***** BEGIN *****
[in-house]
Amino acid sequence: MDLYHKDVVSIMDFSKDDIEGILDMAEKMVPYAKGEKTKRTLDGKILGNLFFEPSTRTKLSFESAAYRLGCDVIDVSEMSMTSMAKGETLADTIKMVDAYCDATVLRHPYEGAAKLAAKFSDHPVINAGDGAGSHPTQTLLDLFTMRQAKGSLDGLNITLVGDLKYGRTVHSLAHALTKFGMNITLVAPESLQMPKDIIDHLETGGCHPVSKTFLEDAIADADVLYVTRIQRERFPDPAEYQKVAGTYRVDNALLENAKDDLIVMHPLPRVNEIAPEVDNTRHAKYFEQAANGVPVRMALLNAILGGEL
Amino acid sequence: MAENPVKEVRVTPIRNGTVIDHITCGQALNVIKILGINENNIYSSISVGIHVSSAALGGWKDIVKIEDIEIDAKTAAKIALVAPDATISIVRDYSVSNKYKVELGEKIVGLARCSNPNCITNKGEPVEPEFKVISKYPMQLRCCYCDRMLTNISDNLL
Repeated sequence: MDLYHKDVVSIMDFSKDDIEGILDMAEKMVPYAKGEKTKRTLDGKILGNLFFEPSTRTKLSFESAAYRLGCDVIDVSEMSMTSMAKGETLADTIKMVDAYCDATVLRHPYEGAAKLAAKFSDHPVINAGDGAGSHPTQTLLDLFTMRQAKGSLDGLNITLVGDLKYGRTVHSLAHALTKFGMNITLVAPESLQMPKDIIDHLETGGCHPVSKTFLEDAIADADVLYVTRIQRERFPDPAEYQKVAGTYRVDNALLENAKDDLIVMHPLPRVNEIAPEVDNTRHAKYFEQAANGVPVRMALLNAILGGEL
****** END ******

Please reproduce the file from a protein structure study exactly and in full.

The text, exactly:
[in-house]
Amino acid sequence: MDLYHKDVVSIMDFSKDDIEGILDMAEKMVPYAKGEKTKRTLDGKILGNLFFEPSTRTKLSFESAAYRLGCDVIDVSEMSMTSMAKGETLADTIKMVDAYCDATVLRHPYEGAAKLAAKFSDHPVINAGDGAGSHPTQTLLDLFTMRQAKGSLDGLNITLVGDLKYGRTVHSLAHALTKFGMNITLVAPESLQMPKDIIDHLETGGCHPVSKTFLEDAIADADVLYVTRIQRERFPDPAEYQKVAGTYRVDNALLENAKDDLIVMHPLPRVNEIAPEVDNTRHAKYFEQAANGVPVRMALLNAILGGEL
Amino acid sequence: MAENPVKEVRVTPIRNGTVIDHITCGQALNVIKILGINENNIYSSISVGIHVSSAALGGWKDIVKIEDIEIDAKTAAKIALVAPDATISIVRDYSVSNKYKVELGEKIVGLARCSNPNCITNKGEPVEPEFKVISKYPMQLRCCYCDRMLTNISDNLL
Repeated sequence: MDLYHKDVVSIMDFSKDDIEGILDMAEKMVPYAKGEKTKRTLDGKILGNLFFEPSTRTKLSFESAAYRLGCDVIDVSEMSMTSMAKGETLADTIKMVDAYCDATVLRHPYEGAAKLAAKFSDHPVINAGDGAGSHPTQTLLDLFTMRQAKGSLDGLNITLVGDLKYGRTVHSLAHALTKFGMNITLVAPESLQMPKDIIDHLETGGCHPVSKTFLEDAIADADVLYVTRIQRERFPDPAEYQKVAGTYRVDNALLENAKDDLIVMHPLPRVNEIAPEVDNTRHAKYFEQAANGVPVRMALLNAILGGEL